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Questions about hip dysplasia and collie eye anolomy


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not having gotten my bc from a breeder, i couldn't tell you with certainty, but it seems logical to me that the paperwork you would want regarding CEA and HD would be from the vet. Actually, whether you decide to go through a breeder or a rescue (which I strongly encourage btw), you would want to see the vet paperwork anyway, to make sure that whoever you're getting the dog from actually takes care of them.

 

if I'm mistaken about the CEA/HD paperwork, I hope someone can correct me? (as this would be useful information to have in the future)

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BC Betty,

 

Puppies are not checked for hip dysplasia because all puppies' hips are fine when they're born. It is the parents who would be checked. If the parents were evaluated free of dysplasia by OFA, the breeder should have an OFA certificate for each of them to show you, and the dogs themselves should be listed together with their rating on the OFA data base ( http://www.offa.org/search.html ).

 

In contrast, it's the puppies who should be checked for CEA; if the pup is checked, it doesn't matter one way or the other whether the parents have been checked. CEA can be detected in a pup any time from about 6 weeks on, so if you check between the ages of 6 weeks and 12 weeks or so and the pups are free of CEA, they will be free for life. (If the pup is older than 3 or 4 months when checked, then so-called "go normal" CEA might be present but not detected.) If the breeder has checked the pup, s/he should have an examination report form from the canine ophthalmologist to show you. If the breeder has not checked the pup, you should have the pup checked yourself. You can make the sale conditional on a satisfactory eye check. But be aware that the pup could have such a mild case of CEA that it would not affect his/her vision in everyday life. In that case, you might just as well keep the pup as long as you will not be breeding him/her.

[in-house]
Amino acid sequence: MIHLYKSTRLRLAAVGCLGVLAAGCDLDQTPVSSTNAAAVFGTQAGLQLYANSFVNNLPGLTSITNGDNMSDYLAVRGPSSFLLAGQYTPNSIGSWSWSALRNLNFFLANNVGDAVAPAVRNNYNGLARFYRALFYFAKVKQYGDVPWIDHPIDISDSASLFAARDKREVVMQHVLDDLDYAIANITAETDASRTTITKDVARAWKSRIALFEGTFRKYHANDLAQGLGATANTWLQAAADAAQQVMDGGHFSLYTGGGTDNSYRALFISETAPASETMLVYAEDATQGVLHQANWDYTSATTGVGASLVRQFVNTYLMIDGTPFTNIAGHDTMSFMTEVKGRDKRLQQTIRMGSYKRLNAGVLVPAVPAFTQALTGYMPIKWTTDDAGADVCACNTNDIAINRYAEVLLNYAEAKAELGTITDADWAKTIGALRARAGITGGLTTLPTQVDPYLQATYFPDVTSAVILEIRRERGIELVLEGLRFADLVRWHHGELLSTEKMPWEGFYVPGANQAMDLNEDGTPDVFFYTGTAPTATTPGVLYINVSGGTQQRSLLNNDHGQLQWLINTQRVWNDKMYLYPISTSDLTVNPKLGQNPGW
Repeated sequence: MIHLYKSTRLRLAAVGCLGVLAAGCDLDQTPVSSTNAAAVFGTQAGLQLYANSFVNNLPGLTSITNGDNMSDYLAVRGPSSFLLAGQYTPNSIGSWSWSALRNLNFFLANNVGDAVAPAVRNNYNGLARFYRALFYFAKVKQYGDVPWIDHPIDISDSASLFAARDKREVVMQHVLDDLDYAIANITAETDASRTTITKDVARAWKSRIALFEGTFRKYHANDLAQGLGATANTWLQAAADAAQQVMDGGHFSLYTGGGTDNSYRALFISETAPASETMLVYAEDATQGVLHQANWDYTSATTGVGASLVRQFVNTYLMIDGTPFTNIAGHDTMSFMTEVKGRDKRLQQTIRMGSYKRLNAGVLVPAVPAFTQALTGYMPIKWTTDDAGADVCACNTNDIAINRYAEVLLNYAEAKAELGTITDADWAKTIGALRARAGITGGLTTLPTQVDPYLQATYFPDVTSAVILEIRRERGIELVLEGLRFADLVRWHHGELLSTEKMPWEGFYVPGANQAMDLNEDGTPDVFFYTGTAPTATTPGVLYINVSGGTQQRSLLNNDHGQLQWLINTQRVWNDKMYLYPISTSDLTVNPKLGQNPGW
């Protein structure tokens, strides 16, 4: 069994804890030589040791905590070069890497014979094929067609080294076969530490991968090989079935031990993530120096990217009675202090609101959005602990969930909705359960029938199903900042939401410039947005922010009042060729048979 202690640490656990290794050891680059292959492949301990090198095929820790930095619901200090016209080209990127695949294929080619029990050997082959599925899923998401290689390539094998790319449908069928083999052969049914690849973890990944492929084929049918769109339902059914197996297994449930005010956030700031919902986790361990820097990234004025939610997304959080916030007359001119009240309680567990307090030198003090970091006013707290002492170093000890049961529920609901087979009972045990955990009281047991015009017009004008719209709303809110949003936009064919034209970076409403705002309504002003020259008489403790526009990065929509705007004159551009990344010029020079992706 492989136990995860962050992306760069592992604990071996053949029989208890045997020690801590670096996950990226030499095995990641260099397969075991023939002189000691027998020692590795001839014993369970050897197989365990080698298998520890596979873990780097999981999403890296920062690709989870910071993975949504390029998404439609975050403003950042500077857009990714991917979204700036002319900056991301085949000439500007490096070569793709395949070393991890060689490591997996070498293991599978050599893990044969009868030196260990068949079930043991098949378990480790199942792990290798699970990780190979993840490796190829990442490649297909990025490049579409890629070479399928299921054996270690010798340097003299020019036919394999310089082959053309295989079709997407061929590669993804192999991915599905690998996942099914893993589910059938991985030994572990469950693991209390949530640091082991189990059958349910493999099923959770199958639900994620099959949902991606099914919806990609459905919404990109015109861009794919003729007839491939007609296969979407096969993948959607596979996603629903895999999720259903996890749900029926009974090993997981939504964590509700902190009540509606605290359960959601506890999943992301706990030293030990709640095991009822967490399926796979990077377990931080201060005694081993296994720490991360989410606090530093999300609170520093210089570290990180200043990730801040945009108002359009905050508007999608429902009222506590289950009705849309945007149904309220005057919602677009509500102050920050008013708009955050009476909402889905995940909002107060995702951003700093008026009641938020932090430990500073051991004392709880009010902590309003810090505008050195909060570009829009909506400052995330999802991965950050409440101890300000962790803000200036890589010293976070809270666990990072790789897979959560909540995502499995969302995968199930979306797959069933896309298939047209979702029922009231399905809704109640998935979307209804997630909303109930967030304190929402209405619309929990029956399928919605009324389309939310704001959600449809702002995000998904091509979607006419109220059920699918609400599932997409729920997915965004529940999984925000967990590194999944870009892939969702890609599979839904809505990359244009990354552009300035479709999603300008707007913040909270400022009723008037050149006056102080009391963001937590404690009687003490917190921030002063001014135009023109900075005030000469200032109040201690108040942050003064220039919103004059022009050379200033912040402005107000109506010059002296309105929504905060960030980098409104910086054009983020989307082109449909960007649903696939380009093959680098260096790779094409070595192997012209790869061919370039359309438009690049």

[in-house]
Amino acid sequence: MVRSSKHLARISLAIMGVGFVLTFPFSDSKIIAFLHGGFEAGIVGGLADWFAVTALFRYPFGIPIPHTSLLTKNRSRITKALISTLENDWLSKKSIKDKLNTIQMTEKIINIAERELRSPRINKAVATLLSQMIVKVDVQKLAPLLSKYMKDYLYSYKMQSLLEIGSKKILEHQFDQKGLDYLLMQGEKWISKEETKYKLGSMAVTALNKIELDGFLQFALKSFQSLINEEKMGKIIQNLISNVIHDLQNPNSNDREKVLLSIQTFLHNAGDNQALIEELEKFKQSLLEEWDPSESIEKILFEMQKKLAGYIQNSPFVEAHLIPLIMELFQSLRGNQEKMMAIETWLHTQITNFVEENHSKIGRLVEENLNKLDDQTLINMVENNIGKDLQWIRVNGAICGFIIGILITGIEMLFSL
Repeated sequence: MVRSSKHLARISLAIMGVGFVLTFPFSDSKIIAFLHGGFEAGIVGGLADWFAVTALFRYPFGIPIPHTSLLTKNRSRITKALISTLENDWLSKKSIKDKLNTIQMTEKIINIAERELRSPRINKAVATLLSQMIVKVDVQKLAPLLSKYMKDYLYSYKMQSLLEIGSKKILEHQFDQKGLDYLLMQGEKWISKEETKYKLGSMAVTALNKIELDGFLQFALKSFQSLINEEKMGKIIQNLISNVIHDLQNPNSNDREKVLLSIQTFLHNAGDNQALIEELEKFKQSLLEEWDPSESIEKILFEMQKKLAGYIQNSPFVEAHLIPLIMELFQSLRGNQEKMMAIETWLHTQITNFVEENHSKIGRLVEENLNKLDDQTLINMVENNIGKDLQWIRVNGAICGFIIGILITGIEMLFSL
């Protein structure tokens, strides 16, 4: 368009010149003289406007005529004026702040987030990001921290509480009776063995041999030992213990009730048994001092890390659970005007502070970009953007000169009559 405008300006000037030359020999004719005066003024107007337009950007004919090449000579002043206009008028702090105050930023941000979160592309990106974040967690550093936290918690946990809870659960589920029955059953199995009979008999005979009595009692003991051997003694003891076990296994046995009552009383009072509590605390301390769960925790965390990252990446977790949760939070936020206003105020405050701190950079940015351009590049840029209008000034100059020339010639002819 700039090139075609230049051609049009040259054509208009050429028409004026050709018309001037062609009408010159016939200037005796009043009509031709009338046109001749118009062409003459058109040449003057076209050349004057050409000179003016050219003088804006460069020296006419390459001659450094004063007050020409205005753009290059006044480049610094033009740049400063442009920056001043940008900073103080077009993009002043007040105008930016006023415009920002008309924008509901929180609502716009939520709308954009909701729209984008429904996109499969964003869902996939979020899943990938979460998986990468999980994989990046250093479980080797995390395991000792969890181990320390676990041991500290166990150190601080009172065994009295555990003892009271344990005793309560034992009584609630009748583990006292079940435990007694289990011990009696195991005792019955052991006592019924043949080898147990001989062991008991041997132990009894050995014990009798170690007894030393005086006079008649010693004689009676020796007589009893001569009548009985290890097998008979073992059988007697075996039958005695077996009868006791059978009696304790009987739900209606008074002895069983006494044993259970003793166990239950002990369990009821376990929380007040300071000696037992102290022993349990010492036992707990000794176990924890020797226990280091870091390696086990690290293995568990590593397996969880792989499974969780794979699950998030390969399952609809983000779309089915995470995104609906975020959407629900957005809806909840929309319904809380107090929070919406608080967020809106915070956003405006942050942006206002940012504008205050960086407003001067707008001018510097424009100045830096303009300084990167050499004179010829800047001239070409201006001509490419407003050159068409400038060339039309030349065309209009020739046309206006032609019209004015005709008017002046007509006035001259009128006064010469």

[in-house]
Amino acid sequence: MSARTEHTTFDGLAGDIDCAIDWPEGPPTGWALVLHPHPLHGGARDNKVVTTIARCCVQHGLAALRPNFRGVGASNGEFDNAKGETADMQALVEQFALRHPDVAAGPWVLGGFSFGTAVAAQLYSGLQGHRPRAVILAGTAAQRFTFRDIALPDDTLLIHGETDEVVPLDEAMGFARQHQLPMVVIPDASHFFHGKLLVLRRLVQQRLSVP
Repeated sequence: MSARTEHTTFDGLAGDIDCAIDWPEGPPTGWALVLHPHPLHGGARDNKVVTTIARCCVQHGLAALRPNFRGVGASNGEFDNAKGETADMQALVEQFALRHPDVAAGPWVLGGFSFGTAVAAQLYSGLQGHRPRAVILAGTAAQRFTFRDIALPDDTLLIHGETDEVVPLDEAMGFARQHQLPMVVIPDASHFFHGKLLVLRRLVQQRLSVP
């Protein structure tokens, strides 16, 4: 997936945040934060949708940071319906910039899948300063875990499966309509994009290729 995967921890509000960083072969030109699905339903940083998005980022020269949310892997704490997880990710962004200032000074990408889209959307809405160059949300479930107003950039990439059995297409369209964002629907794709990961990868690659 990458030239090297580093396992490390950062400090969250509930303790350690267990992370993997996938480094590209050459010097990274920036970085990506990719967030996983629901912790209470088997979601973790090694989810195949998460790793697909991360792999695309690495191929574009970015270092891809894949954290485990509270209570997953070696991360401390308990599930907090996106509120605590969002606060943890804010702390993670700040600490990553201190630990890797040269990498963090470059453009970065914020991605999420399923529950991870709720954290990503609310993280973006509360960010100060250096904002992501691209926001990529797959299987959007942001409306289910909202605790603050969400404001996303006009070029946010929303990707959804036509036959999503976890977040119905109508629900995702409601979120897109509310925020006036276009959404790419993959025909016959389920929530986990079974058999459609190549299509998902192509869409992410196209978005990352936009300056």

Ideally, you should know your breeder well enough so that you don't have to worry that s/he's lying to you, because there are many things not as easy to verify as hip and eye checks.

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Hi BC Betty

 

My little bitch was found to have mild CEA at the 6 week test. Her breeder called me straight away to tell me, offered for me to pull out if I wanted to, and arranged for me to talk to the veterinary ophthalmologist for more information. As Eileen suggested, his advice was that the mild CEA would not preclude any of the activities we wanted to engage in. He was concerned that she not be bred from, obviously, but this wasn't an issue for me, as I had no intentions of breeding and was always going to spay before first heat. She has a marginally greater risk than a normal dog of detaching a retina - but that tends to happen in puppyhood.

 

And I totally agree with what Eileen says in her last para.

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